A Track-By-Track Review of GHOST's Meliora
The cover art of Meliora implies a grand-scale effort on the part of Ghost. From the non-descript hillside church of Opus Eponymous to the dawning of a new age adorning Infestissumam, things have progressed yet again. What we see is a kingdom so faithful in the message of Papa Emeritus III that the landscape literally resembles his face. Considering the music's progression between the two earlier records and their increasingly epic covers, Meliora's artwork should logically represent its corresponding sound.
Except artwork that would truly convey the monolithic size of Meliora's music wouldn't be at home on the front of this album. Instead, we'd take road trips to see it in a museum and wonder how a piece so fantastic was accomplished. So what makes Meliora deserving of such a proverbial masterwork?
Let me paint a clearer picture.
Unlike the previous two Ghost records, Meliora doesn't take its time to kick in. After 30 seconds of a pulsating organ, distant choir, theremin and glockenspiel playing what sounds like the intro passage to a 1980's horror flick, the band comes in full force with a headbanger of a riff and Papa Emeritus III's familiarly eerie voice.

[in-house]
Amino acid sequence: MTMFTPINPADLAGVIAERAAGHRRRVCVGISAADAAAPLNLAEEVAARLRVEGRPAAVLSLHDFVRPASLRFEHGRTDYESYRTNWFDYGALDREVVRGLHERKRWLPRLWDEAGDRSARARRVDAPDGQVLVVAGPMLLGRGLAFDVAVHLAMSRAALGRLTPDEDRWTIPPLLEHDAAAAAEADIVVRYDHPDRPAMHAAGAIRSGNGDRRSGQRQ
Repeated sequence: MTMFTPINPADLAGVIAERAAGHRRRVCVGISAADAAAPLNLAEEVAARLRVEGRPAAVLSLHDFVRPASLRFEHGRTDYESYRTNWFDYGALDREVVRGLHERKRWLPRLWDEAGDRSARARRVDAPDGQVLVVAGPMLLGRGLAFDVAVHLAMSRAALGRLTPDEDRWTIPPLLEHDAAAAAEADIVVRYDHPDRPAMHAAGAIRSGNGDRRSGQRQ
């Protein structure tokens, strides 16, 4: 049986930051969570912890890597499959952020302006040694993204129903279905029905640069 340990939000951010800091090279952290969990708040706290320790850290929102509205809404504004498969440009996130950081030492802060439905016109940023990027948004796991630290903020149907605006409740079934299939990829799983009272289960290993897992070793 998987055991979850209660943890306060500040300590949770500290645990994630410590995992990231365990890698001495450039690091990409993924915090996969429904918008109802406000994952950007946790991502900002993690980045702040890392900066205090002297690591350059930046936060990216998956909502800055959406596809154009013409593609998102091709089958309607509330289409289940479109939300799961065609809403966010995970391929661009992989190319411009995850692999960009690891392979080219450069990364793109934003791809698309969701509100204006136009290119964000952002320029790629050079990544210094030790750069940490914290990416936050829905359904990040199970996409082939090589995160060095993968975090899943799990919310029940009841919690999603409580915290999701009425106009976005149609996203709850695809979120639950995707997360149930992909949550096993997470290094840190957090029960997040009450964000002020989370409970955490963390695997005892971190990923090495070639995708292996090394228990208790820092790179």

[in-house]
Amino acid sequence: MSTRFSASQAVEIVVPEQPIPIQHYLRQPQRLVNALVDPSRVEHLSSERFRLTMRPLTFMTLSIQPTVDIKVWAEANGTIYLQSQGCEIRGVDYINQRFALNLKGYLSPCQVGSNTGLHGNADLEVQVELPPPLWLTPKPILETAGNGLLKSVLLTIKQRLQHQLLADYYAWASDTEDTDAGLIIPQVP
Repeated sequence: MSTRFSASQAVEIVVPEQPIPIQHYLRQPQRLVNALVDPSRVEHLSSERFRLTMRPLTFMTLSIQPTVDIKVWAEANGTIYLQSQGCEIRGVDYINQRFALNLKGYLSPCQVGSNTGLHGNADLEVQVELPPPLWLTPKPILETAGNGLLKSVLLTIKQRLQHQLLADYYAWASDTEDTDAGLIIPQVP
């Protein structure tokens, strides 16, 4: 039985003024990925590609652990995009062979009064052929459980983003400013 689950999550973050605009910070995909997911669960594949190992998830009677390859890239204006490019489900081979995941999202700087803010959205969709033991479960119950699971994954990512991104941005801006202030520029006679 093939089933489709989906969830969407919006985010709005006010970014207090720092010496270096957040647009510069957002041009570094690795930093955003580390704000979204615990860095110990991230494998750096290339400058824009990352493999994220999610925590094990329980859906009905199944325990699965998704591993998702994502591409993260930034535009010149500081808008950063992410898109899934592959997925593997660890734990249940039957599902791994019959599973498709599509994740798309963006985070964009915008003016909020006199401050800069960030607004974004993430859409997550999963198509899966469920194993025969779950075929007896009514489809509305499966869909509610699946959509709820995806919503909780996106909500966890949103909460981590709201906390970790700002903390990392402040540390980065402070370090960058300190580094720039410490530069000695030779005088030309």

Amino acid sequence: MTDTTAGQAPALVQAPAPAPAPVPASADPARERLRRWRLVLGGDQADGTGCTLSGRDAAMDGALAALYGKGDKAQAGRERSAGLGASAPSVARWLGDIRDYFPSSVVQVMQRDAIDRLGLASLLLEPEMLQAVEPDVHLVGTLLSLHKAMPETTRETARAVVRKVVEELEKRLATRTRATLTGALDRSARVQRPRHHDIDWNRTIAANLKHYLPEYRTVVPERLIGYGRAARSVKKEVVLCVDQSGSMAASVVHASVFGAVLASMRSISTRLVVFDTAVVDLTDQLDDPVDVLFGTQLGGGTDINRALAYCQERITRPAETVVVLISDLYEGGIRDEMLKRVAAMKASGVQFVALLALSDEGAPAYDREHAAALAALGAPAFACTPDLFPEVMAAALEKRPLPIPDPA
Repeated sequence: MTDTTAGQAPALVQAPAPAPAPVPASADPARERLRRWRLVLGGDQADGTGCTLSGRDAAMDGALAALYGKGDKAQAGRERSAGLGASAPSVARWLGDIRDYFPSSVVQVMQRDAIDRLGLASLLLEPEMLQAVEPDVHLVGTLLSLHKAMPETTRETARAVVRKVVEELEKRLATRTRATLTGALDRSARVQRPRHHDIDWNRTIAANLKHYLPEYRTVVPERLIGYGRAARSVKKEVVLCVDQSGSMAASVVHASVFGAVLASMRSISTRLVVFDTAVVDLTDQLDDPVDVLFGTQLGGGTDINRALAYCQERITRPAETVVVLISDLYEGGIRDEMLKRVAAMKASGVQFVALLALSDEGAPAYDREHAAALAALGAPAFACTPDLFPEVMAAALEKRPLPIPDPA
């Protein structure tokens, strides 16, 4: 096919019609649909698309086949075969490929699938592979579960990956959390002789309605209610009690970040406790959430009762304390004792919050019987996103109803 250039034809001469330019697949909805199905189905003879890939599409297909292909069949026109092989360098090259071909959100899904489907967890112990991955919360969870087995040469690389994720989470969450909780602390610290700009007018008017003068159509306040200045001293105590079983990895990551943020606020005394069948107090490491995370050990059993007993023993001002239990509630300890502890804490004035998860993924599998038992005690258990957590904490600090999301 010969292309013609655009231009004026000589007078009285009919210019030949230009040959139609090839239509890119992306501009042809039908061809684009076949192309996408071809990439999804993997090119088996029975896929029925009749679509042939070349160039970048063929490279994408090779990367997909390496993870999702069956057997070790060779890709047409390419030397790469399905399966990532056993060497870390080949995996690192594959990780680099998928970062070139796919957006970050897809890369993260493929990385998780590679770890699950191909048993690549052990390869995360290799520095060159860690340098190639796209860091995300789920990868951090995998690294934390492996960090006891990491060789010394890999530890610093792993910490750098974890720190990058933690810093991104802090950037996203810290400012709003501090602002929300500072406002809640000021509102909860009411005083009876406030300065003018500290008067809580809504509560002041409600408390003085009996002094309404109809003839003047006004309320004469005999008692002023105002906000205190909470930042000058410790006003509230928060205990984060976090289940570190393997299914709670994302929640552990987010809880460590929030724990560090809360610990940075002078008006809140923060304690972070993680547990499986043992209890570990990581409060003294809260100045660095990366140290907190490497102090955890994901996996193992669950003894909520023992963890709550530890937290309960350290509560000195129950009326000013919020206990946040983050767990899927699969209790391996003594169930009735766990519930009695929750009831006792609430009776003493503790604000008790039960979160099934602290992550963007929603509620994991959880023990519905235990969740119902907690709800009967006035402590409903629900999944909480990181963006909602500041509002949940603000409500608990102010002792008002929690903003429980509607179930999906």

One thing that's immediately noticeable about "Spirit" is the strong keyboard presence and heavily layered vocals in the chorus. It's a song that grows in instrumentation as it goes on, yet keeps all the different components of it easily discernible. It's worth noting that Ghost kept its promise of making this record heavier as well, as "Spirit" errs much more on the side of Opus Eponymous than it does Infestissumam. Think of this song as appreciating the Satanic empire Papa Emeritus III has come to reign over as a whole. Now, to enter the church…
"From The Pinnacle To The Pit"
We know this one already, but coming off "Spirit" it's a jarring transition. An empire of strings, voices, soaring guitar solos and multi-layered vocals comes suddenly crashing down into a grimy bass line and eventual theremin-like guitar melody. The song follows a similar construction as "Spirit" does, though with the differences in mood and hierarchy of instrumentation here, it's nothing that'll jump out at you unless you're looking for it.